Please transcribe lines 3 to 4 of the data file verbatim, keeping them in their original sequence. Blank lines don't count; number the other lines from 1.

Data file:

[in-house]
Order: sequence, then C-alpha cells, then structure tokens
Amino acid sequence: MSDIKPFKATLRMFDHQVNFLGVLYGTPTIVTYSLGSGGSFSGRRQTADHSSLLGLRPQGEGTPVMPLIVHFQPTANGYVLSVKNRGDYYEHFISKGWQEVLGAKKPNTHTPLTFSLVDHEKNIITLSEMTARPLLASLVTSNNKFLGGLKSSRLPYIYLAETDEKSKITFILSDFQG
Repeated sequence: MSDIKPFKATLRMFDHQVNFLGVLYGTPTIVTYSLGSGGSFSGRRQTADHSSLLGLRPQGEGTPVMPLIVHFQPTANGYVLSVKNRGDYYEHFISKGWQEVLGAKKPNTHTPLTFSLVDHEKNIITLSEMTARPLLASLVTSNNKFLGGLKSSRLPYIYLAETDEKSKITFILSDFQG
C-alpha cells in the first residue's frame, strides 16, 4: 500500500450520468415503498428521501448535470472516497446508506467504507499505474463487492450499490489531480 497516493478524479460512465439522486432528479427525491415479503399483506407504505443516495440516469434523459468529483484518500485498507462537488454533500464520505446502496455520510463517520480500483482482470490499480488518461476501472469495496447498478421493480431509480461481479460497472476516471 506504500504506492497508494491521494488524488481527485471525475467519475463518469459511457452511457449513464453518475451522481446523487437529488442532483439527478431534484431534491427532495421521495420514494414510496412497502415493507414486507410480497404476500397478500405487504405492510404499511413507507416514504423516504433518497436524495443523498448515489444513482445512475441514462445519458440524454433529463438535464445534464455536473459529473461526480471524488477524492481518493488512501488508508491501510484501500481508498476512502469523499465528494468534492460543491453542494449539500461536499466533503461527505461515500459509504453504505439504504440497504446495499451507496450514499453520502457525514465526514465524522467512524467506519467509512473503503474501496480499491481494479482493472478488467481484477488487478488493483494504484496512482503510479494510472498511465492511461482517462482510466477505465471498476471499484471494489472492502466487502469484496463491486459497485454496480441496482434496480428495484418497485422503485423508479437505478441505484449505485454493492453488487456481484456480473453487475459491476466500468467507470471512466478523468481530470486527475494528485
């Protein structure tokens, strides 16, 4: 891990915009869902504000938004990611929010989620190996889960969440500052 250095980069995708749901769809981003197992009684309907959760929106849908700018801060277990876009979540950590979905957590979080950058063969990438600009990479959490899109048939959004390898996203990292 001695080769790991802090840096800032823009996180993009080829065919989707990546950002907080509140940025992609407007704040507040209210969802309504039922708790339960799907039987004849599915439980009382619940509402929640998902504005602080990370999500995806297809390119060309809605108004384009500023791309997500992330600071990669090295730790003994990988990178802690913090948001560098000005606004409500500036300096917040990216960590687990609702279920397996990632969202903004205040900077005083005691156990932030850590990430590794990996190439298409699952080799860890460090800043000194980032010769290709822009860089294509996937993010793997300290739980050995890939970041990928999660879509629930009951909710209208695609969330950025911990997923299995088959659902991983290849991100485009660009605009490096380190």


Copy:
Amino acid sequence: MSDIKPFKATLRMFDHQVNFLGVLYGTPTIVTYSLGSGGSFSGRRQTADHSSLLGLRPQGEGTPVMPLIVHFQPTANGYVLSVKNRGDYYEHFISKGWQEVLGAKKPNTHTPLTFSLVDHEKNIITLSEMTARPLLASLVTSNNKFLGGLKSSRLPYIYLAETDEKSKITFILSDFQG
Repeated sequence: MSDIKPFKATLRMFDHQVNFLGVLYGTPTIVTYSLGSGGSFSGRRQTADHSSLLGLRPQGEGTPVMPLIVHFQPTANGYVLSVKNRGDYYEHFISKGWQEVLGAKKPNTHTPLTFSLVDHEKNIITLSEMTARPLLASLVTSNNKFLGGLKSSRLPYIYLAETDEKSKITFILSDFQG